A Year in Review and a Year in View

A look at local and international events from 2018 – with a view into 2019.

There are many perspectives from which to examine the world of interpreting in 2018 – local, national and international. This blog posts examines the events of 2018 from a local perspective, from the perspective of Canada, but even more locally, British Columbia.

4 Key Trends 2018 – 2019
1. Standards and Certification
2. Consumer Knowledge and Education
3. Technology Rising
4. Knowledge Sharing

Standards and Certification – Ongoing commitment to standards

In addition to the 2014 ISO standards, a new, more general, standard for interpreting was published in 2018. And currently in draft is the ISO Health Care Interpreting Standard. This increased attention to the field through these standards means increased profile and professionalization.

    • ISO 13611: 2014 – General Guidelines for Community Interpreting
    • ISO 1884: 2018– Interpreting services – General requirements and recommendations
    • HSO Standard on Communication in Health Care (Canada)

Coming in 2019/2020

  • ISO standards on interpreting in Health Care Interpreting
  • ISO standards on interpreting – Legal Interpreting


Interpreters must keep their professional skills updated and be advocates for the profession. Be aware of certification requirements and be ready to get certified. But also, be knowledgeable about what certification means and ensure that it is a legitimate process.

Consumer Knowledge and Education

In interpreting services the professionals and organizations (doctors, social workers, ministries, etc.) that use the services of interpreters are called end-users or consumers. In 2018 there was a marked interest in consumers’ interest to better understand interpreting services and how to more effectively work with interpreters.


Increased awareness of the interpreter’s role and how to work with interpreters means that professionals will know what to expect from interpreters and that they will be more aware of standards of practice and the role boundaries. This is great for interpreters that are already working at peak performance, but means that interpreters lacking in some skill areas will need to improve their abilities.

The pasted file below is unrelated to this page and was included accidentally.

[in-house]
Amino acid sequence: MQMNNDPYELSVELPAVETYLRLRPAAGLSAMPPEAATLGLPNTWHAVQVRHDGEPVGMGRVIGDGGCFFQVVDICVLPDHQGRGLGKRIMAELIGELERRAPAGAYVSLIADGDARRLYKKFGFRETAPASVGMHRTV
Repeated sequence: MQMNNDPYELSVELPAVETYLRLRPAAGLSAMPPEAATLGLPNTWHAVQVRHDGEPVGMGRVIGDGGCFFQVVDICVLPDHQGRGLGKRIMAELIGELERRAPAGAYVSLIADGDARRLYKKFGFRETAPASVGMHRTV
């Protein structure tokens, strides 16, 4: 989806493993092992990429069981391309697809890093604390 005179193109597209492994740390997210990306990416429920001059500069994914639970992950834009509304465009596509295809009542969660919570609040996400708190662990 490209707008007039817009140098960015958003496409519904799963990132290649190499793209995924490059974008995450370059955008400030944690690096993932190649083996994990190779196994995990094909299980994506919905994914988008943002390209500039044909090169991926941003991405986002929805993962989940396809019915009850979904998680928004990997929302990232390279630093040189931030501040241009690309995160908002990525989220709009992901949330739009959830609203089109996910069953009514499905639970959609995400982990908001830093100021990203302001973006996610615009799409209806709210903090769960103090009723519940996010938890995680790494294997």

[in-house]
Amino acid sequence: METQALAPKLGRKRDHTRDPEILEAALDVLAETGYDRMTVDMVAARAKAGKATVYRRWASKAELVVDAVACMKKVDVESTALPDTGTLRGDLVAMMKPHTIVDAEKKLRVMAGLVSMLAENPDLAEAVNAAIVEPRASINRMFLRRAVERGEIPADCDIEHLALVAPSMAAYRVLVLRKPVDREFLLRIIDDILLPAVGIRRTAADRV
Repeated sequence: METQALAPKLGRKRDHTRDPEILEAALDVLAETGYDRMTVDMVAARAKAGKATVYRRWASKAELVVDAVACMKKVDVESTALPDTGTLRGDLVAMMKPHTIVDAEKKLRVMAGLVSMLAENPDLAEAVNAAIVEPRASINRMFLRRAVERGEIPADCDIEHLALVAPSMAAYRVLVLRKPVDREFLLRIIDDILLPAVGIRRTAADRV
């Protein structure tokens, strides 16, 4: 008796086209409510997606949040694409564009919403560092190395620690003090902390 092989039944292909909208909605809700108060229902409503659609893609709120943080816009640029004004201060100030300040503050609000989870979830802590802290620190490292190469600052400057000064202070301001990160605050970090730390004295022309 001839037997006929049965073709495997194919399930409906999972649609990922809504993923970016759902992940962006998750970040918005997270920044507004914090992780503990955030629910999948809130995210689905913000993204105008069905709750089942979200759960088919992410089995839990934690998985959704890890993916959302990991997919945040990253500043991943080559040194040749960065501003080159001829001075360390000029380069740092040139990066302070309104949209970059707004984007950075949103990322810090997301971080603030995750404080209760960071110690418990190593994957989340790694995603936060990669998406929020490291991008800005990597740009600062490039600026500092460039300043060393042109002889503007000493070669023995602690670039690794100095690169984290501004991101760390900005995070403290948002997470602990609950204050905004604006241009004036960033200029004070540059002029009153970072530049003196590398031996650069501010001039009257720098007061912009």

Technology (in small bytes)
Community Interpreting (in Canada) is still on the margins of the technology waves, but it is coming. What we have observed in 2018 is:

  • More remote (telephone) interpreting
  • More distance education opportunities
  • More wireless technologies – potentially reducing numbers of interpreters required
  • Artificial Intelligence (AI)


In order to succeed interpreters are going to have to get comfortable with technology not only as a tool for working but also a tool for learning. More educational and professional development opportunities are being delivered online – The Interpreter’s Lab, for example, is taking advantage of technology and moving some programs and courses online.

But technology also means that interpreters are going to have to improve their enunciation, articulation and overall speaking skills. Take a look at our Speech Improvement and Accent Reduction packages for more information on how to improve your speaking.

Knowledge Sharing

In 2018 more organizations added more information online to provide interpreters with more resources for self-guided and ongoing learning. These community “toolboxes”, of a sort, are of great benefit to interpreters, so take advantage of these resources.

Analysis: Get Connected and Learn More

1. The Interpreter’s Lab updates and news (www.interpreterslab.org)
2. Critical Link International (www.criticallink.org)
3. AIIC (www.aiic.net)
4. EU Speech Repository (https://webgate.ec.europa.eu/sr/)
5. Online Training Resources (https://orcit.eu)

The Year in Review 2018 at The Interpreter’s Lab

When we look back we are so happy that we were able to provide so much information and professional development to our wonderful students and clients.

Live onLine Series: Guest speakers, special live forums and industry insight.

1. February 2018 – Dr. Tanya Elez: Vicarious Trauma and Interpreter Self Care

2. March 2018 – Tammy Johnston, The Financial Guides: How to Financially Manage a Freelance Business ​

3. April 2018 – Young Joe, Bilinguals International: Rocking Advocacy: Tools for the Profession and the Professional

4. May 2018 – Open Forum: The Fundamentals of Interpreting

5. June/July 2018 – Special Live Forum – Moral and Ethical Decision Making in Complex Care Settings

6. September 2018 – Marie-Claude, Change Your Accent: Accent Reduction Strategies for Professional Interpreters

7. October 2018 – Crystal Johnson, MSc, RSLP, Speech Language Pathologist, Providence Health: Strategies for Interpreters working with Speech Language Therapists – and other complex care settings

8. November 2018 – What to look out for in 2019

Remember that The Interpreter’s Lab is more than just courses. Here’s how we can help:

  • Workshops for Intensive training
  • Speech Improvement and Accent Reduction
  • E-Book coming out soon “How to Survive and Thrive as a Community Interpreter”
  • Language and Interpreting Assessments

Happy Holidays